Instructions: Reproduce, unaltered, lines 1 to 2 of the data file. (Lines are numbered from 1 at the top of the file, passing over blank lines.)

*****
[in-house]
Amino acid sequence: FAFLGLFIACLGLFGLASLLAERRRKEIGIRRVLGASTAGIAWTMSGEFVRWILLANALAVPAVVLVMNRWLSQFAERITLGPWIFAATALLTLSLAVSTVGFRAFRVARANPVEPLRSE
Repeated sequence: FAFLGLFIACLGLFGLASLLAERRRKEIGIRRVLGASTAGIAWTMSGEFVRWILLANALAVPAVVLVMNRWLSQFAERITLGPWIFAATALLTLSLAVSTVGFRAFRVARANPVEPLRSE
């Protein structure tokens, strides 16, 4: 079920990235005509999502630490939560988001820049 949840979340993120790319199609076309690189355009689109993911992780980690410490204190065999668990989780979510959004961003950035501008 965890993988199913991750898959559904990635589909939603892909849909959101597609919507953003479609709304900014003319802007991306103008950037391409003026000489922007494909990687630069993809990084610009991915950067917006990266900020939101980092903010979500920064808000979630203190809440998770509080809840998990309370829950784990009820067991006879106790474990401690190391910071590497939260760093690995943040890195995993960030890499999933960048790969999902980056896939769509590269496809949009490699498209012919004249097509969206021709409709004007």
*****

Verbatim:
[in-house]
Amino acid sequence: FAFLGLFIACLGLFGLASLLAERRRKEIGIRRVLGASTAGIAWTMSGEFVRWILLANALAVPAVVLVMNRWLSQFAERITLGPWIFAATALLTLSLAVSTVGFRAFRVARANPVEPLRSE